Thanks, Brits: U.S. stocks lose 5.3% in just two trading days

Call it the Redcoats' Revenge: British voters' surprise rejection of the European Union and upending of the global financial order has cost investors in the American stock market a little over 5.3% of their collective wealth in just two brutal trading days on Wall Street.

While the long-term consequences of last Thursday's U.K. vote to exit the EU aren't clear, the short term is proving costly to England's former colonies. The S&P 500 shed 37 points, or 1.8 percent, to 2,001, following a brutal Friday in which the index shed 76 points, or 3.6 percent.

The Dow ended Monday day down 260 points, or 1.5 percent, to 17,140, and at one point had plunged 337 points. The Nasdaq lost 114 points, or 2.4 percent, to 4,594.

U.S. stocks have lost a total of $1.2 trillion in value since the Brexit vote, USA Today reported, citing its own analysis of data from Standard & Poor's. The news outlet said more than $300 billion in market value has been erased just from the 30 most-valuable stocks in the S&P 500 -- "the stocks most commonly found in U.S. investors' portfolios," it noted.

Banks and other financial companies fell Monday as investors speculated that the global upheaval caused by Britain's decision to leave the EU will prompt the Federal Reserve to hold off on raising its benchmark interest rate. Banks benefit from higher interest rates, which translate into more revenue from loans and credit cards. The materials and energy sectors also slumped.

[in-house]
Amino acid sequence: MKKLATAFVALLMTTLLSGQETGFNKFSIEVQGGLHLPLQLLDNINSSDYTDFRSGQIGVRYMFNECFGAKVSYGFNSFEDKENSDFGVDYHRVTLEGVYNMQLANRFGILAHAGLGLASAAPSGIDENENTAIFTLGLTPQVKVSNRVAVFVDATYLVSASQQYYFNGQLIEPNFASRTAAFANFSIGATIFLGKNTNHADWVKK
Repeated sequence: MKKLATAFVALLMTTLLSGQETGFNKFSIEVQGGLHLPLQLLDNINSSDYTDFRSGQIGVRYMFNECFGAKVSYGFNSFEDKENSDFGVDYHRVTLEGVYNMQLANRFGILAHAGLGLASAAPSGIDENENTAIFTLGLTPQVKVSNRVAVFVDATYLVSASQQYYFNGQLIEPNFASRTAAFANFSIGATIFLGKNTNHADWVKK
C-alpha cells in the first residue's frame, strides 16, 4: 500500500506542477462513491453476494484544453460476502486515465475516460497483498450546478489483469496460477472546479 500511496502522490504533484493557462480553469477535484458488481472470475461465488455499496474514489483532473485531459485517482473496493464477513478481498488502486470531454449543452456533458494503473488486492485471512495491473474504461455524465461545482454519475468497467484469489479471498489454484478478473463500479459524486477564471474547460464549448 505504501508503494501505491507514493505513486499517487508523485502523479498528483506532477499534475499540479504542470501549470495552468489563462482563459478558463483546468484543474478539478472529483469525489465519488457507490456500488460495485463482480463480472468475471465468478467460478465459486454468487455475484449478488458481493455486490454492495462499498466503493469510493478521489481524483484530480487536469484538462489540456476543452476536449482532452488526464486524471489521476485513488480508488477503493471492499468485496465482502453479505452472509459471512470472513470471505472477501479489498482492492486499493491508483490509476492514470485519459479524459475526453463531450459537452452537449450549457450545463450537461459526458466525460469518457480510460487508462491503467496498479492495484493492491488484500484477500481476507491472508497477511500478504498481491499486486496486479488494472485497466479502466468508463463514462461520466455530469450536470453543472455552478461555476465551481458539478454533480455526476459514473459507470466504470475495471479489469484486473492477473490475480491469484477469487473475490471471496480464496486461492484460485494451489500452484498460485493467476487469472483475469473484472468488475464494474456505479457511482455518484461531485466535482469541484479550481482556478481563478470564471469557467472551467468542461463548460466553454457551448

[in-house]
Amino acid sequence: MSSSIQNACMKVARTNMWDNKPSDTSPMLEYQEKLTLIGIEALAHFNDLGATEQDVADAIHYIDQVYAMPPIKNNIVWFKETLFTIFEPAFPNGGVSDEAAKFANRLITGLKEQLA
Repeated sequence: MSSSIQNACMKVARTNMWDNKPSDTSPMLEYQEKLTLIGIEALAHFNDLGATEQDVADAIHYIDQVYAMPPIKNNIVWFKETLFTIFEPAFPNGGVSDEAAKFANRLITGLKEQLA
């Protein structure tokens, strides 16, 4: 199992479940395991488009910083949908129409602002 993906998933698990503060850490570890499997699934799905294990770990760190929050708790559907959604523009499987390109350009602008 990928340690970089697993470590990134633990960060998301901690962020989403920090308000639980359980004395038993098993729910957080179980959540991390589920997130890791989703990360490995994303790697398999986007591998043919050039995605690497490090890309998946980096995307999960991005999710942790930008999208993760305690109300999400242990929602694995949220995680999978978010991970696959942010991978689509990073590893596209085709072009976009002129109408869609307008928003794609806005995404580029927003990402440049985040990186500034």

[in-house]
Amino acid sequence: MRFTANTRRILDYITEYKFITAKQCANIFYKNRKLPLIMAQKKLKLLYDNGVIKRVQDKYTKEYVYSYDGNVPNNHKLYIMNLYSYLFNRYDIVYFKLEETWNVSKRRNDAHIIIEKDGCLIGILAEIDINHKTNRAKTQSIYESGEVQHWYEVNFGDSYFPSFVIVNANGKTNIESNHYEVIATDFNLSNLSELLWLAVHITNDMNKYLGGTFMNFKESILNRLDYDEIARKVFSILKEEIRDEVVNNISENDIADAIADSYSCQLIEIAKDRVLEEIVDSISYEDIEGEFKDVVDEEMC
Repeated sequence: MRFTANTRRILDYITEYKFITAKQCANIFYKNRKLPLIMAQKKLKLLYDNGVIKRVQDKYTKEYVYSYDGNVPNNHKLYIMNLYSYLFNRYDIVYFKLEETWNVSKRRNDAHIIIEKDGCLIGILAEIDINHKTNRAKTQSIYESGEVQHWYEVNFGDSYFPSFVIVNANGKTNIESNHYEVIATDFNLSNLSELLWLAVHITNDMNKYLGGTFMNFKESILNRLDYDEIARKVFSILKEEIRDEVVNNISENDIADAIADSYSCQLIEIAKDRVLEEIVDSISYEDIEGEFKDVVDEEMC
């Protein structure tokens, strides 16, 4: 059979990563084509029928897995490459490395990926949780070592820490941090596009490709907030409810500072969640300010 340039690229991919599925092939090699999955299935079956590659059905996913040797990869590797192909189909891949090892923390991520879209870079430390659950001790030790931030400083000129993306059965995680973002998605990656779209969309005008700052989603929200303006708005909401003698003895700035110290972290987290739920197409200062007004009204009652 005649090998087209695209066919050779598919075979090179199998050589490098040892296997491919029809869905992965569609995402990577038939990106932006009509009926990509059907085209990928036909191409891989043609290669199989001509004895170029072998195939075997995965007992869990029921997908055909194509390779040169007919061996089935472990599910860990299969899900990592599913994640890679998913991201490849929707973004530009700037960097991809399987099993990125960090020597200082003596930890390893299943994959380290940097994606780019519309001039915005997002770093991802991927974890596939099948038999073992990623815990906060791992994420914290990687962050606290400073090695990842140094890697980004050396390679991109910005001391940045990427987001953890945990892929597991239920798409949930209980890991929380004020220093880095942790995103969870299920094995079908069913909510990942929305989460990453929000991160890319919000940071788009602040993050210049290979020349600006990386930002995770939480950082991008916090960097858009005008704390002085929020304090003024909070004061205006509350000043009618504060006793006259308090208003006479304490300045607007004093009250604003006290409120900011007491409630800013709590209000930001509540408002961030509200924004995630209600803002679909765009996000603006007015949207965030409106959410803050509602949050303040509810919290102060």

Investors should prepare for more damage throughout the week leading up to the Independence Day weekend, experts said.

"When you get major news like this that is unexpected, as the 'Brexit' vote was, it often takes about five trading days to kind of work through the system," said JJ Kinahan, chief strategist at TD Ameritrade.

U.S. investors aren't the only ones who have lost big: London's FTSE has lost 5.6 percent over the past two trading days;

In the wake of the Brexit vote, ratings agency Standard and Poor's stripped the U.K. of its top credit grade, from AAA to AA. S&P said vote is a "seminal event" that "will lead to a less predictable, stable and effective policy framework in the U.K."

Standard and Poor's also cited "risks to the constitutional and economic integrity of the U.K." as Scotland's strong vote to remain in the EU could raise the prospect of another referendum on Scottish independence.

Following the referendum, U.K. Prime Minister David Cameron -- who had campaigned against a Brexit -- announced he'd resign later this year, and that his successor should initiate the formal exit process. But some EU members have publicly pushed for a speedy exit to ease uncertainty. calling for second vote??

Scottish National Party leader Nicola Sturgeon says a new referendum on independence is "highly likely" because of Britain's vote to leave the European Union.